Macronutrients serve a multitude of roles beyond provision of energy, with numerous nutrients and/or their downstream metabolites acting as signaling molecules to coordinate cellular metabolism and function. Indeed, numerous nutrient sensing pathways (e.g. mTOR, AMPK and sirtuins) have evolved allowing us to respond to specific nutrients/metabolites, which in turn impacts healthspan. Sirtuins are largely thought to be driven by redox, whereby high levels of NAD, a cofactor in the sirtuin reaction and indicator of low energy charge, drives sirtuin-catalyzed deacylation of target proteins. SIRT1, the most-studied sirtuin, is a key nutrient sensing node that regulates a plethora of cellular functions to promote lifespan extension and healthy aging. As a result, there is immense interest in the use of SIRT1 activating compounds (STACs) to prevent or treat a wide range of aging-related disease. The links between dietary macronutrients, nutrient sensing and healthspan have historically focused upon caloric or protein restriction with limited attention given to dietary lipids. However, a small and growing body of literature has linked monounsaturated fatty acids (MUFAs) to improved healthspan. In addition to positive effects on lifespan and healthy aging in model organisms, dietary MUFAs have been linked to wide-ranging health benefits in epidemiological studies and, since they are a primary constituent of olive oil, thought to contribute to the benefits of the Mediterranean Diet. Despite these studies, little is known about the biological underpinnings through which MUFAs elicit their beneficial health effects. We have previously shown that lipid droplet catabolism (i.e. lipolysis) increases SIRT1 and downstream PGC-1a/PPAR- a signaling as a means to increase mitochondrial biogenesis and function during times of nutrient deprivation. Our preliminary data show for the first time that MUFAs released specifically from lipolysis are trafficked to the nucleus where they allosterically activate SIRT1 towards select acetylated peptide substrates. This discovery makes MUFAs the first-known endogenous allosteric activators of SIRT1. Moreover, we show that MUFAs activate SIRT1 through a similar mechanism to resveratrol suggesting that MUFA signaling may modulate the response to exogenous SIRT1 activators. Based on these preliminary data, the objective of this application is to further characterize the role of MUFAs as endogenous SIRT1 activators. We hypothesize that MUFAs selectively activate SIRT1 to modulate the response to numerous dietary interventions known to impact healthspan. To test our objective, we propose the following aims:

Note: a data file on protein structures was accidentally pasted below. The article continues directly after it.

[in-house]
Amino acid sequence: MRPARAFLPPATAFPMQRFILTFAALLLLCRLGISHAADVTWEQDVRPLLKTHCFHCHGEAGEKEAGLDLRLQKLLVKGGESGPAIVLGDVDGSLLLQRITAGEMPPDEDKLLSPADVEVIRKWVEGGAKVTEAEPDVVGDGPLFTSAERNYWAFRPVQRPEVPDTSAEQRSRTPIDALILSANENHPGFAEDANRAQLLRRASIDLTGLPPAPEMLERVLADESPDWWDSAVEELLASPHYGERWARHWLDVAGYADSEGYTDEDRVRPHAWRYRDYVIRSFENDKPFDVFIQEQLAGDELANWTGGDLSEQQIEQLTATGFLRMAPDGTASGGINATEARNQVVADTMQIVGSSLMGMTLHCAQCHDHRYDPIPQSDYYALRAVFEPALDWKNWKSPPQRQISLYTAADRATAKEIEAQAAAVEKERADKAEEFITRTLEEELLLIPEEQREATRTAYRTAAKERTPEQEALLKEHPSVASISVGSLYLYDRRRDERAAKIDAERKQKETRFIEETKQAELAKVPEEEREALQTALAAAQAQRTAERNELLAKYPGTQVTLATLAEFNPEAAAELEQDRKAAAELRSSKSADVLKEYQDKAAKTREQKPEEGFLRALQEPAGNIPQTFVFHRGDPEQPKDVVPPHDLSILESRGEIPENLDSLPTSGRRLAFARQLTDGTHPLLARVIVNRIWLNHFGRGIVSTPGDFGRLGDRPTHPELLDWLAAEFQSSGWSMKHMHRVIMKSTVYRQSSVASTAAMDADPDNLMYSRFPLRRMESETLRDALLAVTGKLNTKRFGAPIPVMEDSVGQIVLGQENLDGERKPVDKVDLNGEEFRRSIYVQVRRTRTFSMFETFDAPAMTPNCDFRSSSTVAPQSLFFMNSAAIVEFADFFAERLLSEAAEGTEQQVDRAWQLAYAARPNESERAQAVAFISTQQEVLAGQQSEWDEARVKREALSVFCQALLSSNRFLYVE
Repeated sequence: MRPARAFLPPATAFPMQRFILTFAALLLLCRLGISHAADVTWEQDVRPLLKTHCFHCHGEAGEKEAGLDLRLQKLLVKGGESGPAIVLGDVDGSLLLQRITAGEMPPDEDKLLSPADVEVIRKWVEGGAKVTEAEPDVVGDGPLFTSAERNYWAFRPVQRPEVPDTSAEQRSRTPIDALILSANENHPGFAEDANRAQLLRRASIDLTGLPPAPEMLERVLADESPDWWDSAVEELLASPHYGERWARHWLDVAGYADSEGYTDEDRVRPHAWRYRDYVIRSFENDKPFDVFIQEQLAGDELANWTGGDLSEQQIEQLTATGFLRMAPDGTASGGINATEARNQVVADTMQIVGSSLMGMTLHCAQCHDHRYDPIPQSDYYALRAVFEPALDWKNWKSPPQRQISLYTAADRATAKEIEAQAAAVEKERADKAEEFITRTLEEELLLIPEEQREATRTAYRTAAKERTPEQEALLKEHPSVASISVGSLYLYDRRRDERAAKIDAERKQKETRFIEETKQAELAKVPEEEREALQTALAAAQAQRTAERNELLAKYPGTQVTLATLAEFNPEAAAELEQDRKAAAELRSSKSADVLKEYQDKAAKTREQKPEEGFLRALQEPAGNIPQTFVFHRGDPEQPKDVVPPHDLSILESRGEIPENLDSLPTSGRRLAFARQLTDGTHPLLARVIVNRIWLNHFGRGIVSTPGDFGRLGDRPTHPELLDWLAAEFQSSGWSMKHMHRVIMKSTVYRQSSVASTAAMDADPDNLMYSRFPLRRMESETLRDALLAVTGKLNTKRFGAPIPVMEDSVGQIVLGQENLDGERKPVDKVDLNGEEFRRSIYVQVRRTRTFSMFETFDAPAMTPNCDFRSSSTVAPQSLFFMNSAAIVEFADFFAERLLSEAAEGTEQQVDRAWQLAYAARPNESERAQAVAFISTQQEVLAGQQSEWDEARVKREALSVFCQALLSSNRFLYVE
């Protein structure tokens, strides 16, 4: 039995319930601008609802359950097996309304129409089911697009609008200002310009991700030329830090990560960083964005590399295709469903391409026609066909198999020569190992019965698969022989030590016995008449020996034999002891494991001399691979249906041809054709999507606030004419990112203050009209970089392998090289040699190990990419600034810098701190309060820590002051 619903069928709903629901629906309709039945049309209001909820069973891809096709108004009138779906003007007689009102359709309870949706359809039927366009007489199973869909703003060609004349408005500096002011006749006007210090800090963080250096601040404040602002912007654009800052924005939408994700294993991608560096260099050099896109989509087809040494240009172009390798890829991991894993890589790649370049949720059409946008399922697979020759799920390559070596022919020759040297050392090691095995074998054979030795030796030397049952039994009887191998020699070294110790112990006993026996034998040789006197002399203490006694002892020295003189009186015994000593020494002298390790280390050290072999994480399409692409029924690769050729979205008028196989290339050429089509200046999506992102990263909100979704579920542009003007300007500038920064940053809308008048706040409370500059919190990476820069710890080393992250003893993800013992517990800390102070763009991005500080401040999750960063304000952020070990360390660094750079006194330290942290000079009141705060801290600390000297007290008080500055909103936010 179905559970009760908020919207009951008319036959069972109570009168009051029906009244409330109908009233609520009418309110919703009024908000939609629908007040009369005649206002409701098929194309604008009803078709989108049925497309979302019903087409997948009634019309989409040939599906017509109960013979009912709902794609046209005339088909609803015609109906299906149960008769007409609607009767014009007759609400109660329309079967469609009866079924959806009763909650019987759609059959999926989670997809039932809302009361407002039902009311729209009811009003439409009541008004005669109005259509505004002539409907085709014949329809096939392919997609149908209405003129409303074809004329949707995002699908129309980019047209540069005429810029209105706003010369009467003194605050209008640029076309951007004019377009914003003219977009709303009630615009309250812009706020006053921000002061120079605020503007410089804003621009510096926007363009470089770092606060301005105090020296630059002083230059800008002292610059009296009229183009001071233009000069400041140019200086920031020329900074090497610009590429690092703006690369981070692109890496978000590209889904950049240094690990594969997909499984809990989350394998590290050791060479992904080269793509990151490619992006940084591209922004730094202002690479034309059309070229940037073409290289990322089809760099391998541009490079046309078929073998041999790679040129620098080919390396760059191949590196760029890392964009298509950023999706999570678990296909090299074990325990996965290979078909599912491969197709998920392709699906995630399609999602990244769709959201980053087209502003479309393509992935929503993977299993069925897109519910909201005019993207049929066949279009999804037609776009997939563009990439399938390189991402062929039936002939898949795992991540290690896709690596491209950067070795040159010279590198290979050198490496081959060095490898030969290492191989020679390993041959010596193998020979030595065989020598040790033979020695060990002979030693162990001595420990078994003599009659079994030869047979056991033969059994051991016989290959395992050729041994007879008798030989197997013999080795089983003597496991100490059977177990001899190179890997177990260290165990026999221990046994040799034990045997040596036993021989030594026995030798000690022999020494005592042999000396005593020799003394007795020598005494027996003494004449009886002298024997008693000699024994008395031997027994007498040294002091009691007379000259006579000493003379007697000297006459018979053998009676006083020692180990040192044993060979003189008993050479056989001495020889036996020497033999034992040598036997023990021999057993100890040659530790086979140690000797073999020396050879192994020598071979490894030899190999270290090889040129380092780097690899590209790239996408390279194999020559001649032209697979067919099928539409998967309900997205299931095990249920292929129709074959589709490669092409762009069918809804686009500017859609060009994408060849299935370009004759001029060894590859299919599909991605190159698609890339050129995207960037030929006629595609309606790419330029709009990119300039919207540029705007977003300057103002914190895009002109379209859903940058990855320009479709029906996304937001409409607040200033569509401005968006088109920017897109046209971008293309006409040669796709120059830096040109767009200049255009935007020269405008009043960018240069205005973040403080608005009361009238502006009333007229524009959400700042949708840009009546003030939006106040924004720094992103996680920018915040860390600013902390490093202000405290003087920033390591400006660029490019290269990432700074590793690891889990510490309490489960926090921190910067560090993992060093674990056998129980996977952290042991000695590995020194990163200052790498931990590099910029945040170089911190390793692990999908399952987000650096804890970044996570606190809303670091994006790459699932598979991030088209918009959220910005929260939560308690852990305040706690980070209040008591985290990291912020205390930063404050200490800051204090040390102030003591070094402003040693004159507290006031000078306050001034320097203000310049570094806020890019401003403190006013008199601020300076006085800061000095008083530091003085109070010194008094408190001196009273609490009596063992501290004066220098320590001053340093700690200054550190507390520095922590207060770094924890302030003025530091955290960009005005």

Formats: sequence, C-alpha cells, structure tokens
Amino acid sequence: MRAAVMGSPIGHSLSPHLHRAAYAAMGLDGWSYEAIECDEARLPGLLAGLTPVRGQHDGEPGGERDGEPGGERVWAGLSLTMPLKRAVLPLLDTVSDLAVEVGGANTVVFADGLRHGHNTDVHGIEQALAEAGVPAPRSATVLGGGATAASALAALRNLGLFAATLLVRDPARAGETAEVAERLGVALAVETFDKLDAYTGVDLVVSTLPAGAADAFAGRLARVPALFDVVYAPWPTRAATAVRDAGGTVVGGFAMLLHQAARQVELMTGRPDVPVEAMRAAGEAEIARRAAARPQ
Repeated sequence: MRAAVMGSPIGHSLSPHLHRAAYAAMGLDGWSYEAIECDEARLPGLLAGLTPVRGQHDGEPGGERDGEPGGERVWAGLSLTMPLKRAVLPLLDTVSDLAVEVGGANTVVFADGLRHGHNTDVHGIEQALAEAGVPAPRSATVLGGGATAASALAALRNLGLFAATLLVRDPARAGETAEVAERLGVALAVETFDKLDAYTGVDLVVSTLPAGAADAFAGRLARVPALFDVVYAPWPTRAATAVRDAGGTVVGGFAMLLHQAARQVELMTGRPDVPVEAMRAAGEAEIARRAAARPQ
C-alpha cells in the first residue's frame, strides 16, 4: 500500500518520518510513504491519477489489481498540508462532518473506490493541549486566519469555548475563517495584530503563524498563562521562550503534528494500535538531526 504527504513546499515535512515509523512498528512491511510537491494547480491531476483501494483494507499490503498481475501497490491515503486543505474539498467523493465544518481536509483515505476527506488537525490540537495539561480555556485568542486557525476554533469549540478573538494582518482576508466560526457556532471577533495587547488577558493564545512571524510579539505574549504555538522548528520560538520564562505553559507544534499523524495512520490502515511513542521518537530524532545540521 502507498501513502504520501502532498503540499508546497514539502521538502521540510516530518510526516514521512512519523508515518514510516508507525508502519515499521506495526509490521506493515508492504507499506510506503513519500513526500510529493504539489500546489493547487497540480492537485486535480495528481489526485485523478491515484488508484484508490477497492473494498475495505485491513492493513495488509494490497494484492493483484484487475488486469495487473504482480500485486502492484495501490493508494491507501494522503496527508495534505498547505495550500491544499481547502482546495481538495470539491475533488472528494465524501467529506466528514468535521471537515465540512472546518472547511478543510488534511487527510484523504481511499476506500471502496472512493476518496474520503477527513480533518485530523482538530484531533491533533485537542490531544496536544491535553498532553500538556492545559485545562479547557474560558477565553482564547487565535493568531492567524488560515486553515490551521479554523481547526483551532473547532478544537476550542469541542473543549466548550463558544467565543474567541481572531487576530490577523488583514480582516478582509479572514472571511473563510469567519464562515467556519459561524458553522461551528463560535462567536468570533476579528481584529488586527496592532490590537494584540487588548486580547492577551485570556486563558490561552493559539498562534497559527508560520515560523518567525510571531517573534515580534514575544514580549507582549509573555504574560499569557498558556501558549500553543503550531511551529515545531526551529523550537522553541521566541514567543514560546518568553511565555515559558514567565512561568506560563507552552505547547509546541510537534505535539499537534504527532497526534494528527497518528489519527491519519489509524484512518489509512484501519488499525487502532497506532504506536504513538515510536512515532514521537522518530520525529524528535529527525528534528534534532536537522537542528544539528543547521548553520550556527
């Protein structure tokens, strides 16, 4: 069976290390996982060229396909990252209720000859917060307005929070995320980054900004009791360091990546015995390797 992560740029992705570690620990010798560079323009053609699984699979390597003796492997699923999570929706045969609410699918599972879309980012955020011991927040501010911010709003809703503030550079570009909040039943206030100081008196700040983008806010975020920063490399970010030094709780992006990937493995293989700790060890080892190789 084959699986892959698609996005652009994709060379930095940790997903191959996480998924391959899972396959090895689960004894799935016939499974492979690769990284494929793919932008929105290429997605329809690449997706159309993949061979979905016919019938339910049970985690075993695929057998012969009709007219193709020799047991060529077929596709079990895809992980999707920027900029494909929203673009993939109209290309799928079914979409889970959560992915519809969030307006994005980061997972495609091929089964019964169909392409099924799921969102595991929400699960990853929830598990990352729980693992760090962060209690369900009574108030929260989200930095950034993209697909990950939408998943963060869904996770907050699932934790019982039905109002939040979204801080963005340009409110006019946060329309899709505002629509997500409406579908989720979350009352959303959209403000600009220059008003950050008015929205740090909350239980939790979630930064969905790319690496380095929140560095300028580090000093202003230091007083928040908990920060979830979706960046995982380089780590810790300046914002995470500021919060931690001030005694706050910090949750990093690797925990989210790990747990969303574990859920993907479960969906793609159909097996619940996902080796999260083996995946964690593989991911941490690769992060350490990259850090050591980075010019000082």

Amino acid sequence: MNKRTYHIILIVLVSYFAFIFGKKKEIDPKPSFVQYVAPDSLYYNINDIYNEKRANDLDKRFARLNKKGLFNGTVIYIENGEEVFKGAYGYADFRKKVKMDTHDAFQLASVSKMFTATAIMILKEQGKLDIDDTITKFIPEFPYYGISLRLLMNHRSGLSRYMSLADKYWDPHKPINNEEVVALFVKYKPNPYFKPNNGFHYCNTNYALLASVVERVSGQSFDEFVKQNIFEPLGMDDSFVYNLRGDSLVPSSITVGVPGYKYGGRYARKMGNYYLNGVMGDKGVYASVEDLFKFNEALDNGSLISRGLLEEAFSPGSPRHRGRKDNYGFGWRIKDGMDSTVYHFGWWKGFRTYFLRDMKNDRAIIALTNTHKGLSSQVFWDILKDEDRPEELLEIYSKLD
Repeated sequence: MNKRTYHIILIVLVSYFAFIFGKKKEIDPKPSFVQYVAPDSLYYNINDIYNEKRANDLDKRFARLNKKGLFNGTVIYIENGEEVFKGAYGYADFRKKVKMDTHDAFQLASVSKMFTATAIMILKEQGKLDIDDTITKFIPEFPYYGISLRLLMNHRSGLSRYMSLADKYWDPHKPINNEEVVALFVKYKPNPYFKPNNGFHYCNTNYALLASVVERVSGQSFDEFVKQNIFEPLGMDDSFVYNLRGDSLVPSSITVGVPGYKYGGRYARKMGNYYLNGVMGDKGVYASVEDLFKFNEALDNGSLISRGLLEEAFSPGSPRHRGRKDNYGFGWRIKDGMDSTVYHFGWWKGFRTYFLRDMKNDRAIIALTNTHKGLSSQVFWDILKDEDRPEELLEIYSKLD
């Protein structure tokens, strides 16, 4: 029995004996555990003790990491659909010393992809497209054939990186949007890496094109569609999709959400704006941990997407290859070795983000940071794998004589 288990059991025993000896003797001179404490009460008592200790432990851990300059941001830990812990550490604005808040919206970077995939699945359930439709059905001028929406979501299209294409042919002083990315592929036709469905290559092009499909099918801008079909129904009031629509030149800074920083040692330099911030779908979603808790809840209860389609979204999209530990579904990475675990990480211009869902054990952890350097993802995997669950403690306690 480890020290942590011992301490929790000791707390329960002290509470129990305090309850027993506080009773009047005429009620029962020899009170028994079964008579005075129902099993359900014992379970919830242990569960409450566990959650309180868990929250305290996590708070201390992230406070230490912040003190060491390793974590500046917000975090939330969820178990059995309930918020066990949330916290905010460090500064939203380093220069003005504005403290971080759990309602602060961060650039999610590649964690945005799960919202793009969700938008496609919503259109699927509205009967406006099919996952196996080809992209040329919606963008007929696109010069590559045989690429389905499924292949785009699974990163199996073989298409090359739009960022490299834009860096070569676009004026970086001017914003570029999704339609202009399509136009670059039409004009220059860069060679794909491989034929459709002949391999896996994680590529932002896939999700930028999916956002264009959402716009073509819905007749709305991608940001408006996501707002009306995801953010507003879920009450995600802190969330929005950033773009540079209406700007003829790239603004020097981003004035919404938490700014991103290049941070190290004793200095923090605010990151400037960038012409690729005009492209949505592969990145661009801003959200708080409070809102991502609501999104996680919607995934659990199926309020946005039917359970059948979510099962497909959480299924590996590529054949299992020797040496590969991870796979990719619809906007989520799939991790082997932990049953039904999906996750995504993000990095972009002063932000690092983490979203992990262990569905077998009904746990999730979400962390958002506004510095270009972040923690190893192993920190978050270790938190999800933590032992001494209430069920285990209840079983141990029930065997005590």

Aim 1 : To define how MUFAs modulate SIRT1 substrate selectivity.
Aim 2 : To characterize the SIRT1-dependent effects of MUFAs/olive oil on healthspan.
Aim 3 : To determine the contribution of MUFAs in mediating the response to STACs or caloric restriction. Upon completion of the proposes studies, we will have further expanded our understanding of SIRT1 biology allowing for refined approaches to activate SIRT1 to promote healthy aging.

Public Health Relevance

The proposed studies will advance our understanding into the underlying biology linking dietary factors to healthspan. The data gleaned from these studies will help refine therapeutic or nutritional avenues to modulate lifespan and aging-related diseases resulting in a direct, positive impact on human health.

National Institute of Health (NIH)
National Institute on Aging (NIA)
Research Project (R01)
Project #
Application #
Study Section
Special Emphasis Panel (ZAG1)
Program Officer
Fridell, Yih-Woei
Project Start
Project End
Budget Start
Budget End
Support Year
Fiscal Year
Total Cost
Indirect Cost
University of Minnesota Twin Cities
Schools of Medicine
United States
Zip Code